23

Bulls have 4 legs. These statues have 5 legs. Why?

Photo of a lamassu

Museum sign, transcribed below

Khorsabad

The Palace of Sargon

This area mainly contains sculptures from the city and palace of Khorsabad, built for the Assyrian king Sargon II (721-705 BC). The pair of human-headed winged bulls stood originally at one of the gates of the citadel, as magic guardians against misfortune.

  • 1
    This is not a horse. – Alex Aug 3 '15 at 2:04
  • 2
    I know but it's horse based – Stein Aug 3 '15 at 6:56
  • 14
    Bulls have 4 legs. These statues have 5 legs. Why? Bulls also do not have human heads – ojonugwa ochalifu Aug 3 '15 at 13:02
  • 4
    They have five legs when they're happy – Duncan Aug 4 '15 at 23:52
  • Lol.I see what you did there – ojonugwa ochalifu Aug 6 '15 at 6:06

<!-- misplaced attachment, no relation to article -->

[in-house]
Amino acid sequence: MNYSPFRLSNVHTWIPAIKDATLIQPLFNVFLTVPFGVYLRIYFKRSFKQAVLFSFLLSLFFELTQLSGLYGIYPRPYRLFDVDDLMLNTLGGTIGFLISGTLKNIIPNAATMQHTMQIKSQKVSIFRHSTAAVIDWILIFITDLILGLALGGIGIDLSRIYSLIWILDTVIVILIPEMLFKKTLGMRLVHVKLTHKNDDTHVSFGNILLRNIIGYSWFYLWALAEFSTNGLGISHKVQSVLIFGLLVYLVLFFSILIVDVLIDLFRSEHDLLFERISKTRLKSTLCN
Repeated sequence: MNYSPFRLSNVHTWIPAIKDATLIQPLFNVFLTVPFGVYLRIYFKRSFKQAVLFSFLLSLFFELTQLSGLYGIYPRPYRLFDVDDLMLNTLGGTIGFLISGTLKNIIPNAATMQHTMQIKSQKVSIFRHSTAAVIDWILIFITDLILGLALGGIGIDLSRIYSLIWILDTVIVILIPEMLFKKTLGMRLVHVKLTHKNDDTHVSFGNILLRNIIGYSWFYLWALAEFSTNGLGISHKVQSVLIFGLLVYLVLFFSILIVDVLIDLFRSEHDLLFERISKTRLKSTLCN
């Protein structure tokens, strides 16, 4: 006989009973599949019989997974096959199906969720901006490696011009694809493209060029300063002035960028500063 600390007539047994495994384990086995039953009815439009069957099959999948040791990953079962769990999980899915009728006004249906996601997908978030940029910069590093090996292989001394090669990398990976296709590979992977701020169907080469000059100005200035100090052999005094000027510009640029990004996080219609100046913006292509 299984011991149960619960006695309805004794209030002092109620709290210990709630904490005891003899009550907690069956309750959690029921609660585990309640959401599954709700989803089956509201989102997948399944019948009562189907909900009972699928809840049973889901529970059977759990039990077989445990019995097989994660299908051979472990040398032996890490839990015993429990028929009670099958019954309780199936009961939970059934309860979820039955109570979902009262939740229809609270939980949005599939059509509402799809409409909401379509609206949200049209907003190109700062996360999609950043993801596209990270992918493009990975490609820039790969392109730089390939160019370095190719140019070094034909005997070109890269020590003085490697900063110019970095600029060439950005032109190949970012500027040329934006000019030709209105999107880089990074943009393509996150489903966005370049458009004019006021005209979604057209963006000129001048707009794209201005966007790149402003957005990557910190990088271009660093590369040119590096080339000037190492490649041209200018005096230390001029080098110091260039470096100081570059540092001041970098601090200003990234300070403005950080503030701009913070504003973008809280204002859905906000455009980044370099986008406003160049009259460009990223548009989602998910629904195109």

48

According to Wikipedia,

The Assyrians typically prominently placed lamassu at the entrances of cities and palaces. From the front they appear to stand, and from the side, walk.

Something confirmed by the New York Metropolitan Museum of Art:

The sculptor gave these guardian figures five legs so that they appear to be standing firmly when viewed from the front but striding forward when seen from the side.

The statue is called a lamassu, and it's Assyrian, not Egyptian.

10

I think that if you view the statue from head-on, you only see the front two legs. If you view the statue from the side, you see four. At that time, they probably couldn't just clear away all the rest of the rock so that you could see four legs from any direction.

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